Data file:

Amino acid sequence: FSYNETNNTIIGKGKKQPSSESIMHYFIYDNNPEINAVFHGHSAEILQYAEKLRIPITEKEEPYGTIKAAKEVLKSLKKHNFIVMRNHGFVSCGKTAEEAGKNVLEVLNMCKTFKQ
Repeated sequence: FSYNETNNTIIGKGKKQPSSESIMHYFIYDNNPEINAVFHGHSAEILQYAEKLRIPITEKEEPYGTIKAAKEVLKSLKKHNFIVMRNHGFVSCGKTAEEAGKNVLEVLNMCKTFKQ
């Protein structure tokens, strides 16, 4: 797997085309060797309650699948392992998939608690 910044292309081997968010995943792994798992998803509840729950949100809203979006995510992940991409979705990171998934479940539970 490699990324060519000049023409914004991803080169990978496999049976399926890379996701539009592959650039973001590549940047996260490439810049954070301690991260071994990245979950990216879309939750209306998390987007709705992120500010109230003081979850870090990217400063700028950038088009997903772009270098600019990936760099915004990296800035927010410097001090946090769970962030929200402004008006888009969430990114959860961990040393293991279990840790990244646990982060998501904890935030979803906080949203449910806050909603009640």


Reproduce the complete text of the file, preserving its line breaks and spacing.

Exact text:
Amino acid sequence: FSYNETNNTIIGKGKKQPSSESIMHYFIYDNNPEINAVFHGHSAEILQYAEKLRIPITEKEEPYGTIKAAKEVLKSLKKHNFIVMRNHGFVSCGKTAEEAGKNVLEVLNMCKTFKQ
Repeated sequence: FSYNETNNTIIGKGKKQPSSESIMHYFIYDNNPEINAVFHGHSAEILQYAEKLRIPITEKEEPYGTIKAAKEVLKSLKKHNFIVMRNHGFVSCGKTAEEAGKNVLEVLNMCKTFKQ
């Protein structure tokens, strides 16, 4: 797997085309060797309650699948392992998939608690 910044292309081997968010995943792994798992998803509840729950949100809203979006995510992940991409979705990171998934479940539970 490699990324060519000049023409914004991803080169990978496999049976399926890379996701539009592959650039973001590549940047996260490439810049954070301690991260071994990245979950990216879309939750209306998390987007709705992120500010109230003081979850870090990217400063700028950038088009997903772009270098600019990936760099915004990296800035927010410097001090946090769970962030929200402004008006888009969430990114959860961990040393293991279990840790990244646990982060998501904890935030979803906080949203449910806050909603009640």